Following the murder of four-year-old Daniel Pelka, who was beaten and starved by his mother and step-father, we have all had to face a hard truth, women can be the perpetrators of child abuse, and that number is rising.

Daniel was severely mentally and physically tortured at his Coventry home before his death in March 2012. Magdelena Luczak, 27, and Mariusz Krezolek, 34, were recently jailed for 30 years. They blamed each other for killing Daniel, who died from a head injury and was found weighing just over a stone and a half.

In 2008 Baby P, a seventeen-month-old boy, was beaten by his mother (Tracey Connelly), stepfather (Steven Barker) and his mother’s lodger (Jason Owen). Owen also brought his three children and 15-year-old girlfriend to live in Connelly’s four-bedroomed council house.

The toddler was wrapped in layers of clothing until he began sweating and gasping for air. His fingernails were pinched, and possibly ripped by pliers, until they fell off. His cot and bedroom walls were stained with his blood. Peter weighed as little as a child five months younger.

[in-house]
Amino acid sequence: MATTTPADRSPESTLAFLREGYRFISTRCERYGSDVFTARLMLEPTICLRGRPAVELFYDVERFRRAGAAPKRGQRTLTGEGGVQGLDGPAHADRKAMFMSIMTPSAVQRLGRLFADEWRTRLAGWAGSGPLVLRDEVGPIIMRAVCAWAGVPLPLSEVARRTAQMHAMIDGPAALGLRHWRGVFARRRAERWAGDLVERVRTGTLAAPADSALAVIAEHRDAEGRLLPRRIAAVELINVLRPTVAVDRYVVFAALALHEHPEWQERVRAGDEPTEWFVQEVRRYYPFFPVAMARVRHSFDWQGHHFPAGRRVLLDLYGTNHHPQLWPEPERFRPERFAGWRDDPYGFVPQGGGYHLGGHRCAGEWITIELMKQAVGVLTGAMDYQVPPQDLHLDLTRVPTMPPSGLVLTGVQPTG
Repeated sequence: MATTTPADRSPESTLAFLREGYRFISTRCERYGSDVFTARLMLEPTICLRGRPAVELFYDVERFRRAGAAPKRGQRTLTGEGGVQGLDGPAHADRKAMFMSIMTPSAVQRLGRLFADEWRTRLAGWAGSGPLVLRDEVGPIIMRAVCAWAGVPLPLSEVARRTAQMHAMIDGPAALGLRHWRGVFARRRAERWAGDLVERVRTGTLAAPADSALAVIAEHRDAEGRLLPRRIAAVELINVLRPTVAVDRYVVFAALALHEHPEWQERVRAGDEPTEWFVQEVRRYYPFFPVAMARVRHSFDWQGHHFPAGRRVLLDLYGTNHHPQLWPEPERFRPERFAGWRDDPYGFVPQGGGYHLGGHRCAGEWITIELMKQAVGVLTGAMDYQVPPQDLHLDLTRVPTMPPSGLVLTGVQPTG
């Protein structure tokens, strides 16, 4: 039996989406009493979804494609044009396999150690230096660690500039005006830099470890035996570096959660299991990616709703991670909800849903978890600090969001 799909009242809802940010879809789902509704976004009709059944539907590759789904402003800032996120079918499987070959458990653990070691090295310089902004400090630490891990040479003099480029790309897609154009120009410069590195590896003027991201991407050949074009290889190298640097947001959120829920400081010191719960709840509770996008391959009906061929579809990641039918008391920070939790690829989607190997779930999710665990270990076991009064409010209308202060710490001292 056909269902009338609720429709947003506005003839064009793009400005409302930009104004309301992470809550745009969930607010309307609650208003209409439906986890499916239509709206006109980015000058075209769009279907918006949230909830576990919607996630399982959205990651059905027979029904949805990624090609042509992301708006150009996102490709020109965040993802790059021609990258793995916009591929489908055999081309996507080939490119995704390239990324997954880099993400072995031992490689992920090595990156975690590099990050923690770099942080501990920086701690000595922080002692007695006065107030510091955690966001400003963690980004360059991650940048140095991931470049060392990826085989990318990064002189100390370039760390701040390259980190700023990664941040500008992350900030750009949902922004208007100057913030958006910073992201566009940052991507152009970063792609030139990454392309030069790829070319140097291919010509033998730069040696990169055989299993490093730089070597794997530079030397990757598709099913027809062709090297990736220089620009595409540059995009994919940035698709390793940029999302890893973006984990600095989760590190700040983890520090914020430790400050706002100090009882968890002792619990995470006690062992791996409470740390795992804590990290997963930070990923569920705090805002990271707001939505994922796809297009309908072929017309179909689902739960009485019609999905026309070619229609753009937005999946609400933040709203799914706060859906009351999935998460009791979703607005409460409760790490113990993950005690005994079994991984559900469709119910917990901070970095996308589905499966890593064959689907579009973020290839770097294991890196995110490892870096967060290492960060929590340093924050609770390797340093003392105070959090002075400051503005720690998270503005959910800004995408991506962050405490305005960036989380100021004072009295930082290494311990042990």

Another case involving a woman committing child abuse was that of Vanessa George. In 2009 the Plymouth nursery school worker, together with Angela Allen from Nottingham and Colin Blanchard from Rochdale, pleaded guilty to sexually abusing scores of babies and young children.

After this came to light police said that the number of women abusing children was rising and becoming more widespread than previously thought. Experts estimated that up to 20% of a conservative estimate of 320,000 suspected UK pedophiles were women.

At the time there were 32,000 names on the sex offenders register but researchers suggested that the real number of pedophiles was 10 times this figure, with provisional studies suggesting that between 5% and 20% were women. The calculations put the number of female child sex offenders in the UK at between 48,000 and 64,000.

Figures from ChildLine showed there was a 132% leap in complaints of female sexual assaults compared with a 27% rise in reports of abuse by men. This meant that abuse by women accounted for nearly a quarter of calls where the offender’s gender was identified.

The charity said it heard from 2,142 children claiming they had been attacked by a woman, with nearly two-thirds saying they had been assaulted by their mothers. Research also shows that boys are stopping being afraid to speak out about being abused.


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